From airlines to zoos, companies continue to search for creative ways against challenging times to stay afloat in the upside down.
Restoring livelihood is a huge part of the philosophical reset we need to make it back. Small business struggles to keep doors open; restaurants use creativity to serve any meals they can; business offices sit empty while we await approval and distribution of the vaccine or a proven therapeutic with delivery date in flux.
Although the airlines remain pessimistic similar to post 9/11, they anticipate a return to travel as vaccine distribution expands around the globe. Decreased service, cancelled routes and low demand forced planes into storage, but the industry looks to science for when travelers will likely make a return to the skies. While it remains an unknown how long it will be before the virus is fully contained, the whole hospitality industry will trust in science while making concessions in seating, service and schedules to fit the need of the consumer in its effort to make ‘the new normal’ of travel as comfortable as possible.
Online shopping has increased tenfold while shopping centers were, and still are, resembling ghost towns. The smart ones turned away from brick and mortar while enhancing their online presence. Even the technologically challenged that swore they would not join the world of virtual shopping have succumbed as on-line consumption habits have stuck. Retailers have been actively re-evaluating how they stock merchandise based on altered purchasing power. We may still find empty shelves, but retailers maintain a strong on-line presence with diverse offering.
The hospitality industry, although facing challenges that stem from a lack of trust, continue to morph their services to maintain the business. Those businesses that were quick to reopen might have chosen the bottom line rather than staff
safety. Promising a clean and safe environment to entice consumers to return, who would have thought you might dine at a table surrounded by shower curtains or sit next to a family of teddy bears or mannequins. Creativity continues to rule while seeking ways to keep doors open and the economy churning.
Implemented protocols that ensure safe working conditions on production lines continue to change with altered schedules, shifts over a 24-hour period, and procedures that keep workers further separated. Changes include distancing at entrances and exits, provision of high quality PPE, limited in-person meetings, temperature checks to catch potential problems before they happen, and expanded cleaning protocols. Infection rates peak and drop, but the supply chain will remain productive as front-line workers strive to keep us healthy, safe and fed.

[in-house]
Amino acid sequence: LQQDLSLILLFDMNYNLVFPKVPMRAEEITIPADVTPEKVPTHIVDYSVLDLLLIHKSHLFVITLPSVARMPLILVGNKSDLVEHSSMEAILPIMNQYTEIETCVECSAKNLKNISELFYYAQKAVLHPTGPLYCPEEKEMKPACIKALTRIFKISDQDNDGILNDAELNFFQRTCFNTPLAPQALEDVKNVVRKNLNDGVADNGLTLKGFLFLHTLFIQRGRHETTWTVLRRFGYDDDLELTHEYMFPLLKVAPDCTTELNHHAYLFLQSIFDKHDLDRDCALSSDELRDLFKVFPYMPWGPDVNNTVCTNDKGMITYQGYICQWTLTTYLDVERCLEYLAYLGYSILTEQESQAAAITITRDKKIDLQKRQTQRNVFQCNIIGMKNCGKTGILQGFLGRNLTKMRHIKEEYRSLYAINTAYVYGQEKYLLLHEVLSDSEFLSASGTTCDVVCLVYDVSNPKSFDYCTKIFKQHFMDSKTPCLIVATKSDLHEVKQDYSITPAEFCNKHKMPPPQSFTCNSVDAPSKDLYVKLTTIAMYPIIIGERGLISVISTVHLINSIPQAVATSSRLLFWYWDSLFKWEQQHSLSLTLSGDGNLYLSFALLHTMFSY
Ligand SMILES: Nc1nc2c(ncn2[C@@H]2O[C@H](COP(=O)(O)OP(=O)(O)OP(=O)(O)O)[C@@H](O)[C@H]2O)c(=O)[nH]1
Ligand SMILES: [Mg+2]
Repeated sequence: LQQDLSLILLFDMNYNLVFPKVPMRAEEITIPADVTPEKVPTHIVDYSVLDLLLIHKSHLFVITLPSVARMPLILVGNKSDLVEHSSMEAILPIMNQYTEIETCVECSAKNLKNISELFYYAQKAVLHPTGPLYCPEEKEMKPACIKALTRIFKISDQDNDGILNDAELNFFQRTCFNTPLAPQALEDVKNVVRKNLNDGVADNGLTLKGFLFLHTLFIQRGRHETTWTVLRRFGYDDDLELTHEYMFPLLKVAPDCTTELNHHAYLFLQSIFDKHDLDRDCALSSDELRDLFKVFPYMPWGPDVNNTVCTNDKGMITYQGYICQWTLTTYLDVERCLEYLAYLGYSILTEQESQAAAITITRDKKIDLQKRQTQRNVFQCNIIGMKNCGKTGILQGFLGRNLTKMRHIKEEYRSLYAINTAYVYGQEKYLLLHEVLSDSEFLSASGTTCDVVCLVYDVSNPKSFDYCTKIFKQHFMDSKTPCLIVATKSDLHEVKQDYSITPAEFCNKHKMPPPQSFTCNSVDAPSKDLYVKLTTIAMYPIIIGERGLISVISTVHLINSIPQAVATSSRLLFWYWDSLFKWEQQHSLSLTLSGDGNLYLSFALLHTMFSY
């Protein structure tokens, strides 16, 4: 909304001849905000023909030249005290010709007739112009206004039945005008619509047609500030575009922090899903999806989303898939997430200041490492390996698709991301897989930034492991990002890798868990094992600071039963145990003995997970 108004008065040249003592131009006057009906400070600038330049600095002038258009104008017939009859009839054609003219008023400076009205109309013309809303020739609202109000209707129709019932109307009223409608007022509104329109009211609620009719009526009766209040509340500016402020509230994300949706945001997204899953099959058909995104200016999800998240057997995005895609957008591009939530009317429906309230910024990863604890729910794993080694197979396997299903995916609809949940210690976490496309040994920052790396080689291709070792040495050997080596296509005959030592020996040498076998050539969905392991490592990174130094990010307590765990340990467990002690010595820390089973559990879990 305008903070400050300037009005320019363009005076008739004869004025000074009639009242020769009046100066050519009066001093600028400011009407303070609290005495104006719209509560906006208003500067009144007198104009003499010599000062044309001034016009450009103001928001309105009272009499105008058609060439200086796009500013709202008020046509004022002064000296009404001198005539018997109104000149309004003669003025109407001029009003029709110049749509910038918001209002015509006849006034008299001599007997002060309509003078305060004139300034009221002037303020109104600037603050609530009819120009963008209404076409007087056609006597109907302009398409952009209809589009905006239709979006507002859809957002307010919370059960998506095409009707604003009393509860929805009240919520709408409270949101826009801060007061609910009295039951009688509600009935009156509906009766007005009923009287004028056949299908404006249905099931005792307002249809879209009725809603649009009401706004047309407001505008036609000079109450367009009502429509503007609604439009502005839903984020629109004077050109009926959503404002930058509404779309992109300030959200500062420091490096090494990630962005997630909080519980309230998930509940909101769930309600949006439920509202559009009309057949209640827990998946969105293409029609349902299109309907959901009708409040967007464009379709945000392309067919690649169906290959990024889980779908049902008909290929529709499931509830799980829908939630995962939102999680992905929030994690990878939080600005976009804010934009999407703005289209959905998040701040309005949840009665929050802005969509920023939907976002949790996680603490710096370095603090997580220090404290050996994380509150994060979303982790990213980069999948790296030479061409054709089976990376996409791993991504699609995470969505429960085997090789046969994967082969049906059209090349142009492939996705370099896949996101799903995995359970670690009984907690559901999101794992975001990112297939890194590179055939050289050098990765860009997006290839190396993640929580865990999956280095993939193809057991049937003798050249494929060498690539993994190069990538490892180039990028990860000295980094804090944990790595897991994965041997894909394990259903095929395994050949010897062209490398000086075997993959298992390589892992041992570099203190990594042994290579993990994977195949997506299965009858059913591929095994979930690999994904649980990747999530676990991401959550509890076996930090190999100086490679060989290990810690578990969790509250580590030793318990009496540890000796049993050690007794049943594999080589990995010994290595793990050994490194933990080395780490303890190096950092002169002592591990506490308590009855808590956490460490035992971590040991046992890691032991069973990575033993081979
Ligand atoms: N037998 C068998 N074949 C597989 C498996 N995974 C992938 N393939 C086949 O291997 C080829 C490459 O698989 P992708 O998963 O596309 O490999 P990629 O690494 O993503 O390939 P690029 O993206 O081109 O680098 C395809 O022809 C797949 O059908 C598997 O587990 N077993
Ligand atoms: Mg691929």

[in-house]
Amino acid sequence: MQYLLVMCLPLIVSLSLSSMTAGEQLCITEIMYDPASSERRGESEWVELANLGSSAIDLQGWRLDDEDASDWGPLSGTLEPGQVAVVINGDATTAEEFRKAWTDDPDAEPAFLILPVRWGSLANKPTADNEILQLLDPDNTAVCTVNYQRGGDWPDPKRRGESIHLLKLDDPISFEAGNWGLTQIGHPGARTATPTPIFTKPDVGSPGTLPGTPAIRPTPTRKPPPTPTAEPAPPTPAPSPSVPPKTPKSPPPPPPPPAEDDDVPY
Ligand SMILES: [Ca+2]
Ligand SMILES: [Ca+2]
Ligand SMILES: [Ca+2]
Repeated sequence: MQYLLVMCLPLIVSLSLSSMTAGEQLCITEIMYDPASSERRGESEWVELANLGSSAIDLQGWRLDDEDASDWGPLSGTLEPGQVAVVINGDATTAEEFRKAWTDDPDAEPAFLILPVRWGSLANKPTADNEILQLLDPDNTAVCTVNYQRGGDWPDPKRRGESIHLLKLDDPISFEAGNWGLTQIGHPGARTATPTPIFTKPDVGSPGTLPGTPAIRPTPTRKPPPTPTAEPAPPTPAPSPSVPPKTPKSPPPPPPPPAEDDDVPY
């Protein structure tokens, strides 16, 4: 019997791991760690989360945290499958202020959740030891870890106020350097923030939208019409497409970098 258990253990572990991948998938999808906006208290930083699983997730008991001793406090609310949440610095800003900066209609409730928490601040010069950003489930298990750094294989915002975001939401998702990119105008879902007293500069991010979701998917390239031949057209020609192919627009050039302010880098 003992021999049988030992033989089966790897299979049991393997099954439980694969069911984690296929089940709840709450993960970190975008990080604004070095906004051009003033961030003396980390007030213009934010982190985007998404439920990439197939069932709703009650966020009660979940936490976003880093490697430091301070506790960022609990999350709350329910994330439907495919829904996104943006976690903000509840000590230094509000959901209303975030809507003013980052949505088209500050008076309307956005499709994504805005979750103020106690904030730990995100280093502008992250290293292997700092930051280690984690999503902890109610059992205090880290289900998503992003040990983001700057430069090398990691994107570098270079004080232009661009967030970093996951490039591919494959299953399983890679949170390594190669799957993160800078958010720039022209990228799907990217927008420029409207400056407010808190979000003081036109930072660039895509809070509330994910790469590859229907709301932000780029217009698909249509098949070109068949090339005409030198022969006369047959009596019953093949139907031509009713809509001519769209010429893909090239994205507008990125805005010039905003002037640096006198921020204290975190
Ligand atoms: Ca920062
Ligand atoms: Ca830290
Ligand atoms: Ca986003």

Corporations transitioned to virtual work with ease. While multiple teams remain at home, the long pause out of office has created changes in how big business looks at cost and expenditure. Return to work policies keep adjusting, requiring different departments to step to new challenges HR finding new and cost-effective ways of tracking staff; IT implements stronger firewalls and lockdown methodologies to keep proprietary information safe. Whether a psychological barrier remains long after Covid-19, the C-suite will continue to overcome challenges around a safe return against teams that remain virtual.
Zoos have found a creative way to keep revenue coming into the business. Taking a page out of what Lion Country Safari is doing in Florida, local zoos have created a drive through so that car loads of families can still enjoy the wonder and fascination the experience provides. Movie theatres have looked to partnerships with hospitality venues with low attendance, turning their parking lots into drive-ins.
While you might consider 2020 a year that wasn’t, those with a strong constitution will keep fighting the good fight when into 2021 and beyond.